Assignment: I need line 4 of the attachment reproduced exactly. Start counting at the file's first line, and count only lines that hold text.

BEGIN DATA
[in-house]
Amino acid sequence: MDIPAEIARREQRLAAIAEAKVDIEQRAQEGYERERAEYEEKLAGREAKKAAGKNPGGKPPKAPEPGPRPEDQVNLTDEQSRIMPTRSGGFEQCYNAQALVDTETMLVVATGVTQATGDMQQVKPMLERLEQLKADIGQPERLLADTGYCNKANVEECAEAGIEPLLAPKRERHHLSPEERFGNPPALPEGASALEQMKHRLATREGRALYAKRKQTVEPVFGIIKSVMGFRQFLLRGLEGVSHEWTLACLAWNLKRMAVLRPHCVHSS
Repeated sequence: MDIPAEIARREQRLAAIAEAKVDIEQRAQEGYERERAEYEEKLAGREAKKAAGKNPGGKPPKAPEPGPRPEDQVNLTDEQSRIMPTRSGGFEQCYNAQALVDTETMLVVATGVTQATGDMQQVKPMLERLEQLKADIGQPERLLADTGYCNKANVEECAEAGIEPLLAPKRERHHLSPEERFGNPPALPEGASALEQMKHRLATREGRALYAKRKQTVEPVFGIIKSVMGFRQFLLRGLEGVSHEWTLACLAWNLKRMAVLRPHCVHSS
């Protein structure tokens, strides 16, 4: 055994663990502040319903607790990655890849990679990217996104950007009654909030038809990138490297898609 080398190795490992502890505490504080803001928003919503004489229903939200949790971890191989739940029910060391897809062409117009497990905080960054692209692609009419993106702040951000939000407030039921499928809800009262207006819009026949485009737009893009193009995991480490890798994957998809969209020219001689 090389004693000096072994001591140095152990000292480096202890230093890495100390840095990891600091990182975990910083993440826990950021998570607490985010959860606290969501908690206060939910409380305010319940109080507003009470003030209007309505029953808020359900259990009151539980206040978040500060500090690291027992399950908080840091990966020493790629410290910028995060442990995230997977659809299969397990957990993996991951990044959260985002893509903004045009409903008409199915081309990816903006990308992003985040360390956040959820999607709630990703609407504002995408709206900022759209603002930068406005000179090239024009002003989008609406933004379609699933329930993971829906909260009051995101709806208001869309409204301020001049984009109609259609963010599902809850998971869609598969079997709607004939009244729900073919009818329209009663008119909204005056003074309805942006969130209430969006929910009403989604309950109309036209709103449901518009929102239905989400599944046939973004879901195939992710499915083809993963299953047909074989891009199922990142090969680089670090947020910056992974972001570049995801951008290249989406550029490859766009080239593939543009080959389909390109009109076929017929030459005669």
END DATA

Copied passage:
């Protein structure tokens, strides 16, 4: 055994663990502040319903607790990655890849990679990217996104950007009654909030038809990138490297898609 080398190795490992502890505490504080803001928003919503004489229903939200949790971890191989739940029910060391897809062409117009497990905080960054692209692609009419993106702040951000939000407030039921499928809800009262207006819009026949485009737009893009193009995991480490890798994957998809969209020219001689 090389004693000096072994001591140095152990000292480096202890230093890495100390840095990891600091990182975990910083993440826990950021998570607490985010959860606290969501908690206060939910409380305010319940109080507003009470003030209007309505029953808020359900259990009151539980206040978040500060500090690291027992399950908080840091990966020493790629410290910028995060442990995230997977659809299969397990957990993996991951990044959260985002893509903004045009409903008409199915081309990816903006990308992003985040360390956040959820999607709630990703609407504002995408709206900022759209603002930068406005000179090239024009002003989008609406933004379609699933329930993971829906909260009051995101709806208001869309409204301020001049984009109609259609963010599902809850998971869609598969079997709607004939009244729900073919009818329209009663008119909204005056003074309805942006969130209430969006929910009403989604309950109309036209709103449901518009929102239905989400599944046939973004879901195939992710499915083809993963299953047909074989891009199922990142090969680089670090947020910056992974972001570049995801951008290249989406550029490859766009080239593939543009080959389909390109009109076929017929030459005669």